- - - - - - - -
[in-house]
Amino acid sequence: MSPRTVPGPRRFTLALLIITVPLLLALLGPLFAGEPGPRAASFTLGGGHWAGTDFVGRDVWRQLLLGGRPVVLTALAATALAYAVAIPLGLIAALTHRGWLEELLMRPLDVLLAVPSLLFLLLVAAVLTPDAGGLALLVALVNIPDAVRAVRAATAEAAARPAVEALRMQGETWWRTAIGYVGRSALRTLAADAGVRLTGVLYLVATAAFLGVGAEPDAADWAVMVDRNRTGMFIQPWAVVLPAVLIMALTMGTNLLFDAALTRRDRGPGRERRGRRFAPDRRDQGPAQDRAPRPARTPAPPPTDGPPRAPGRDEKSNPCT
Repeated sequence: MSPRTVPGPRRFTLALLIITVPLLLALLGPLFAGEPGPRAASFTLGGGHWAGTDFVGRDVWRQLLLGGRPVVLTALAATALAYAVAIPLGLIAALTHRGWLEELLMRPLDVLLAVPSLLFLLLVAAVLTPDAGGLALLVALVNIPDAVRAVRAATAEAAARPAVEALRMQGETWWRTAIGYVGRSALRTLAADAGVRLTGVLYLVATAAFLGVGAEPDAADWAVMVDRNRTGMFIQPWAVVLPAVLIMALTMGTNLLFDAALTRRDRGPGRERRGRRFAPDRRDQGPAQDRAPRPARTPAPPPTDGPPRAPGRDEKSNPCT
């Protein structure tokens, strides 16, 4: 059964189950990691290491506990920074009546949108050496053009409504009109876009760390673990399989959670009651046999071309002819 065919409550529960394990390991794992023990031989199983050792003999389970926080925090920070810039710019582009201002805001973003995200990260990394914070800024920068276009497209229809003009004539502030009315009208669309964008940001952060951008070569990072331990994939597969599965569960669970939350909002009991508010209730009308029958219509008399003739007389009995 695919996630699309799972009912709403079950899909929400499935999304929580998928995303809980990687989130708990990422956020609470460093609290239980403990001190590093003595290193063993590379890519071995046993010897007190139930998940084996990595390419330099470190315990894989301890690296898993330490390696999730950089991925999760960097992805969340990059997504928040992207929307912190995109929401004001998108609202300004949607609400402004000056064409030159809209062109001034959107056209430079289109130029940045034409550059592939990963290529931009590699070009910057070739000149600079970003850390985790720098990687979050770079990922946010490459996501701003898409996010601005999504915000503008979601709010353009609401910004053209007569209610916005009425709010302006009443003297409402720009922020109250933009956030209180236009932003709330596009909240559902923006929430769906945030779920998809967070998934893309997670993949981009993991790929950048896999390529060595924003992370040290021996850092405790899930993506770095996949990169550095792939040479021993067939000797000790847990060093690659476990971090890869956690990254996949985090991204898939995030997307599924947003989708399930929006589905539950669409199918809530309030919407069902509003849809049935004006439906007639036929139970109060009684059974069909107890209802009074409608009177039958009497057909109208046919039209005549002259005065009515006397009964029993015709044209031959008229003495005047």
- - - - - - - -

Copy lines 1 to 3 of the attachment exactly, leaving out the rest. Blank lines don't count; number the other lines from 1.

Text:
[in-house]
Amino acid sequence: MSPRTVPGPRRFTLALLIITVPLLLALLGPLFAGEPGPRAASFTLGGGHWAGTDFVGRDVWRQLLLGGRPVVLTALAATALAYAVAIPLGLIAALTHRGWLEELLMRPLDVLLAVPSLLFLLLVAAVLTPDAGGLALLVALVNIPDAVRAVRAATAEAAARPAVEALRMQGETWWRTAIGYVGRSALRTLAADAGVRLTGVLYLVATAAFLGVGAEPDAADWAVMVDRNRTGMFIQPWAVVLPAVLIMALTMGTNLLFDAALTRRDRGPGRERRGRRFAPDRRDQGPAQDRAPRPARTPAPPPTDGPPRAPGRDEKSNPCT
Repeated sequence: MSPRTVPGPRRFTLALLIITVPLLLALLGPLFAGEPGPRAASFTLGGGHWAGTDFVGRDVWRQLLLGGRPVVLTALAATALAYAVAIPLGLIAALTHRGWLEELLMRPLDVLLAVPSLLFLLLVAAVLTPDAGGLALLVALVNIPDAVRAVRAATAEAAARPAVEALRMQGETWWRTAIGYVGRSALRTLAADAGVRLTGVLYLVATAAFLGVGAEPDAADWAVMVDRNRTGMFIQPWAVVLPAVLIMALTMGTNLLFDAALTRRDRGPGRERRGRRFAPDRRDQGPAQDRAPRPARTPAPPPTDGPPRAPGRDEKSNPCT